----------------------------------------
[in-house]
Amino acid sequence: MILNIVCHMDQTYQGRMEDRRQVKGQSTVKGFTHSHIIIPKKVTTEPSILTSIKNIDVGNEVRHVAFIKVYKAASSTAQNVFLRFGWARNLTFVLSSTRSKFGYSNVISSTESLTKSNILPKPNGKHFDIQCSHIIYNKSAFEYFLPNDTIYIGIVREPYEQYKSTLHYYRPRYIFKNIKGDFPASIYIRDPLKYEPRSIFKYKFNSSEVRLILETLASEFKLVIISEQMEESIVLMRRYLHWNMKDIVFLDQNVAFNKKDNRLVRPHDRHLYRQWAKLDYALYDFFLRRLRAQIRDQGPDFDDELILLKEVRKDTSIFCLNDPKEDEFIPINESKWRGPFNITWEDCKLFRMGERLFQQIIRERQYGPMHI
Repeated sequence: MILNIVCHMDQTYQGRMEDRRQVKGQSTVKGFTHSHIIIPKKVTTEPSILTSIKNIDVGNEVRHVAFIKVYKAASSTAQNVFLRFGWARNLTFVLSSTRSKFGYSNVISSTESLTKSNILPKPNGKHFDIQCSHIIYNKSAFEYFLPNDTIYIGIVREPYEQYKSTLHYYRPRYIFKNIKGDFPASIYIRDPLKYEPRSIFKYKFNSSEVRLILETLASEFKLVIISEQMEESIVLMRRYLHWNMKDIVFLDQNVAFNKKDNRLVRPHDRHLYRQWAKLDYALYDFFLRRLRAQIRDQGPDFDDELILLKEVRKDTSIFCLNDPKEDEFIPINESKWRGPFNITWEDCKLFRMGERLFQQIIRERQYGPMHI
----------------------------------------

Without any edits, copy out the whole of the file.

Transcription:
[in-house]
Amino acid sequence: MILNIVCHMDQTYQGRMEDRRQVKGQSTVKGFTHSHIIIPKKVTTEPSILTSIKNIDVGNEVRHVAFIKVYKAASSTAQNVFLRFGWARNLTFVLSSTRSKFGYSNVISSTESLTKSNILPKPNGKHFDIQCSHIIYNKSAFEYFLPNDTIYIGIVREPYEQYKSTLHYYRPRYIFKNIKGDFPASIYIRDPLKYEPRSIFKYKFNSSEVRLILETLASEFKLVIISEQMEESIVLMRRYLHWNMKDIVFLDQNVAFNKKDNRLVRPHDRHLYRQWAKLDYALYDFFLRRLRAQIRDQGPDFDDELILLKEVRKDTSIFCLNDPKEDEFIPINESKWRGPFNITWEDCKLFRMGERLFQQIIRERQYGPMHI
Repeated sequence: MILNIVCHMDQTYQGRMEDRRQVKGQSTVKGFTHSHIIIPKKVTTEPSILTSIKNIDVGNEVRHVAFIKVYKAASSTAQNVFLRFGWARNLTFVLSSTRSKFGYSNVISSTESLTKSNILPKPNGKHFDIQCSHIIYNKSAFEYFLPNDTIYIGIVREPYEQYKSTLHYYRPRYIFKNIKGDFPASIYIRDPLKYEPRSIFKYKFNSSEVRLILETLASEFKLVIISEQMEESIVLMRRYLHWNMKDIVFLDQNVAFNKKDNRLVRPHDRHLYRQWAKLDYALYDFFLRRLRAQIRDQGPDFDDELILLKEVRKDTSIFCLNDPKEDEFIPINESKWRGPFNITWEDCKLFRMGERLFQQIIRERQYGPMHI